22. And we are sending with them our brother whom we have tested many times in many things that he is diligent, but now much more diligent because of his great confidence in you.

23. If there is a question concerning Titus, he is my partner and fellow worker for you. If there is a question concerning our brothers, they are messengers of the churches, the glory of Christ.

24. Therefore show to them the proof of your love and our boasting about you openly before the churches.

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2 Corinthians 8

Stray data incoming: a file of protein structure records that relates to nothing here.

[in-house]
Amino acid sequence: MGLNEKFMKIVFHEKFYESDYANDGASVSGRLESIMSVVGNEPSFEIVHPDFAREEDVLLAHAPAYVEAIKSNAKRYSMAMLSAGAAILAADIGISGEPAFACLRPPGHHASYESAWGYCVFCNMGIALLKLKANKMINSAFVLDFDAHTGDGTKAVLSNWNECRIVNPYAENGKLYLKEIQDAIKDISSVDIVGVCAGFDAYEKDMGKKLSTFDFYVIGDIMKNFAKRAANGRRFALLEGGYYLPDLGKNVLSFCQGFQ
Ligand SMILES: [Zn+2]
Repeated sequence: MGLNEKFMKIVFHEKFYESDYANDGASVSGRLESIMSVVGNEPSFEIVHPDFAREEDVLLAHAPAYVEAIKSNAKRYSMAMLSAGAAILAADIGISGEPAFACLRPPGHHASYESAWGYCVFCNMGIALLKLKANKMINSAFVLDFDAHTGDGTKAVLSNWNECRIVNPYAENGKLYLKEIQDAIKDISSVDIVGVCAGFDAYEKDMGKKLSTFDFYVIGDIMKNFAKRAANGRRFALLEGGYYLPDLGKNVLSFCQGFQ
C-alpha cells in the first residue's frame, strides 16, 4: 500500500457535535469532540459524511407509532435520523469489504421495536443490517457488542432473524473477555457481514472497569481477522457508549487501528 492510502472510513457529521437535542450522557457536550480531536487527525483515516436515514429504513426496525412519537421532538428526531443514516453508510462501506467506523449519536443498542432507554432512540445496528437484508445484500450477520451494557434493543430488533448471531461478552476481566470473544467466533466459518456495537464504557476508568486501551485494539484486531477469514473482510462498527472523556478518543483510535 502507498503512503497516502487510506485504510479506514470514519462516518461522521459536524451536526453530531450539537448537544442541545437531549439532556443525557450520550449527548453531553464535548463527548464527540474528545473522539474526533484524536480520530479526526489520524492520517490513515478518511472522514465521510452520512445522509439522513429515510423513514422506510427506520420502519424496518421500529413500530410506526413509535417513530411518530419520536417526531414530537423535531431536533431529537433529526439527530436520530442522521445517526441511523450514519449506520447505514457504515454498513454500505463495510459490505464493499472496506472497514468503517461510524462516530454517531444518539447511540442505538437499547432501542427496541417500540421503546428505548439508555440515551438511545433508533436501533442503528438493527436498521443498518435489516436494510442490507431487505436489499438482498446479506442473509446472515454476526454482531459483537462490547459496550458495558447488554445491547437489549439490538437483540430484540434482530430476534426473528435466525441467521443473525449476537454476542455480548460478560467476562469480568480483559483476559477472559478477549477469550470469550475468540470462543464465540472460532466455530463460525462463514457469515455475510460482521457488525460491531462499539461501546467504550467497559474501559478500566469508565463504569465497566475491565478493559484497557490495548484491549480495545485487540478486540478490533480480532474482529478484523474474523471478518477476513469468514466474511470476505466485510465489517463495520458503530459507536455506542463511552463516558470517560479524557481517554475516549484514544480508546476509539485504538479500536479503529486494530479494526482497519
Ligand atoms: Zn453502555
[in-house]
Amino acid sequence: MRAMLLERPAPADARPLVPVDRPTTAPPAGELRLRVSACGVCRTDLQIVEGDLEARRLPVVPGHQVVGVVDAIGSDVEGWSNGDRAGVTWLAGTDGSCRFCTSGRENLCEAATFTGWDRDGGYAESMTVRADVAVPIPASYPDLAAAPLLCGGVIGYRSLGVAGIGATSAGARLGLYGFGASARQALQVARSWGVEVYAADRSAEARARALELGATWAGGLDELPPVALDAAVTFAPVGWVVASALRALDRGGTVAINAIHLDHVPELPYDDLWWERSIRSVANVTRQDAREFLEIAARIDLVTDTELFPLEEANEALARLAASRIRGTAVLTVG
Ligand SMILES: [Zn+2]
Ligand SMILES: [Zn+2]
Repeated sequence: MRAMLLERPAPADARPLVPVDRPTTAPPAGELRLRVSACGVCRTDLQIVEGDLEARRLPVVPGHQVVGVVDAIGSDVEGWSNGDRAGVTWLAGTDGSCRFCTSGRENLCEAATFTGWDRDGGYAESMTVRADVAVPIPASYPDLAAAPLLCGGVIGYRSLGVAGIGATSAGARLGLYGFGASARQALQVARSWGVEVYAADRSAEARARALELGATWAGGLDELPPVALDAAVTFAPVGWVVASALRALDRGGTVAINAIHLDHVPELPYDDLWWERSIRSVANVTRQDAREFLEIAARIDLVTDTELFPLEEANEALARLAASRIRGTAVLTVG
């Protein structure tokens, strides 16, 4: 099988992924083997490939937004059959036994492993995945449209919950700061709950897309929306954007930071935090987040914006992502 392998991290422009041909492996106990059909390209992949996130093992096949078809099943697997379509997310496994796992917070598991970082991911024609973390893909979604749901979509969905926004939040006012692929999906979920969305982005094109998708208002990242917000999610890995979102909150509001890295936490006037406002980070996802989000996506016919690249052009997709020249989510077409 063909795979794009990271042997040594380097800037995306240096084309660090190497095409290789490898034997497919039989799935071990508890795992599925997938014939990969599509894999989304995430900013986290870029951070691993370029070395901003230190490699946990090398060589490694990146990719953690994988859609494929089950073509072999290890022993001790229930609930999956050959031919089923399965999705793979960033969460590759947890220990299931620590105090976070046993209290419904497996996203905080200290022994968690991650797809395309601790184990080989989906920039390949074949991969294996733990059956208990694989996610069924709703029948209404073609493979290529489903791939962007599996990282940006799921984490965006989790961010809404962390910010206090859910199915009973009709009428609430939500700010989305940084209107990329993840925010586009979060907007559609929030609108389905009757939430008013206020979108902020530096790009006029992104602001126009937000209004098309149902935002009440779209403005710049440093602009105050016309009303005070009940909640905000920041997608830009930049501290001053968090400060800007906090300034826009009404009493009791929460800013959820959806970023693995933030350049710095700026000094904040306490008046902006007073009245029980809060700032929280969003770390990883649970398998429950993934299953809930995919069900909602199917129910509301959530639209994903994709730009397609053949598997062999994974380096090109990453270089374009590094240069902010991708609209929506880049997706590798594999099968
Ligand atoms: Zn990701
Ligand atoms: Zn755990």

2Co 8:1-2. Moreover, brethren, we do you to wit — Γνωριζομεν, we make known to you; the grace of God — The great degree of grace conferred by God; on the churches of Macedonia — Namely, of Philippi, Thessalonica, Beræa, and other places in this province; which grace has induced them to exert themselves in a most liberal and generous contribution for the relief of the poor saints in Judea. It appears that the directions which the apostle, in his former letter, gave to the Corinthians concerning the collection to be made for the saints in Judea, had not been fully complied with. At the persuasion of Titus, indeed, they had begun that collection; but they had not finished it when he left Corinth, owing perhaps to the opposition made by the faction, or to the disturbances which the faction had raised in that church. Wherefore, to stir up the sincere among the Corinthians, to finish what they had so well begun, the apostle in this chapter sets before them the example of the Macedonian churches; who, notwithstanding their great poverty, had contributed beyond their ability, being inclined to that good work by an extraordinary measure of divine grace conferred upon them. How that in a great trial of affliction — Amidst great sufferings, which they met with from their persecuting enemies, always ready to harass and plunder them. See Act 16:10, &c.; Act 17:5, &c.; 1Th 2:14. The abundance of their joy — Arising from the doctrines and promises of the gospel, and from the gifts and graces of the Holy Spirit; and their deep poverty — That is, amidst their deep poverty; abounded unto — Or hath overflowed in; the riches of their liberality — So that, indigent as they are, they have done far beyond what could have been reasonably expected for the relief of their yet poorer brethren. By mentioning the poverty of the Macedonian Christians as the circumstance which enhanced their liberality, the apostle, in a very delicate manner, intimated to the Corinthians, who were an opulent people, (1Co 4:8,) that it was their duty to equal, if not exceed, the Macedonians, in the greatness of their gift. From 1Th 2:14, it appears that the Christians in Thessalonica had been spoiled of their goods. So also it is probable the Beræans had been, Act 17:13. In places of lesser note the disciples may have been few in number, and not opulent.